According to the Centers for Disease Control and Prevention (CDC), heart disease is the leading cause of death for both men and women in the US. More than half of the deaths due to heart disease in 2015 were in men and about 630,000 Americans die from heart disease each year—that’s 1 in every 4 deaths.
Cannabis consumers are often warned about the damage the drug does to their brain, but what about their heart?
A Look into the Cardiovascular System
First off, the cardiovascular system (CVS), also known as the circulatory system or the vascular system, is an organ system that permits blood to circulate and transport nutrients such as amino acids, electrolytes, oxygen, carbon dioxide, hormones, and blood cells to and from the cells in the body to provide nourishment and help in fighting diseases, stabilize temperature and pH acid-base content, and maintain homeostasis.
When this system fails in any way, it could lead to a myocardial infarction (MI), also known as a heart attack, where part of the heart muscle dies or can even lead to a stroke. Some cardiovascular risk factors include high cholesterol levels, obesity rates, and diabetes.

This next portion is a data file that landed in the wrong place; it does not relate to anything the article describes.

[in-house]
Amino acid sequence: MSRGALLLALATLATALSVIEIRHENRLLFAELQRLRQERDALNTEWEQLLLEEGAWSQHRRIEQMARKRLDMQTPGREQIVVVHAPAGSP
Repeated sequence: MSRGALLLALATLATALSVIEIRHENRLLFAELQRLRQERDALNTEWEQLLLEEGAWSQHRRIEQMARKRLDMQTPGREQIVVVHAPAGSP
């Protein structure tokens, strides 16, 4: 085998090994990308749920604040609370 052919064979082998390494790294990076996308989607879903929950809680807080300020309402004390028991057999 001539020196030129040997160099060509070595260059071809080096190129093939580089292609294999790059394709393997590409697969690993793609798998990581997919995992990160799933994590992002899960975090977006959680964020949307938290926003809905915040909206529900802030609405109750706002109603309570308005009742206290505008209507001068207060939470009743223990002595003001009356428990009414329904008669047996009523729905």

Another important risk factor is increased heart rate (HR), which is the speed of the heartbeat measured by the number of contractions (beats) of the heart per minute (bpm). The heart rate can vary according to the body’s physical needs, including the need to absorb oxygen and excrete carbon dioxide.
HR can increase after the consumption of high dose THC in some patients who are vulnerable to high resting HR, to begin with. One study found that risk of heart attack increases five times within one hour of consuming cannabis.
Can cannabis therapy increase heart rate?
The activation of endocannabinoid receptor CB1 by THC can increase heart rate by 20-50bpm. This increase happens to compensate for the reduction in blood pressure caused by THC through blood vessel dilation, which makes the heart work faster.
CB1 also increases the risk of atherosclerosis, where the lining of the blood vessels gets blocked by plaque, increasing the risk of heart damage.
Though CB1 receptors seem to negatively impact the heart, the opposite can be said of CB2 receptors which may actually reverse the effects of CB1 receptors on the heart. They can be a promising target to lessen the damage caused by injury or cardiovascular attack.
However, having said all this about high THC doses, studies do suggest that low doses of THC may reduce plaque buildup and risk for atherosclerosis. This beneficial low-dose effect is thought to come from THC’s activation of CB2 receptors and not CB1 receptors.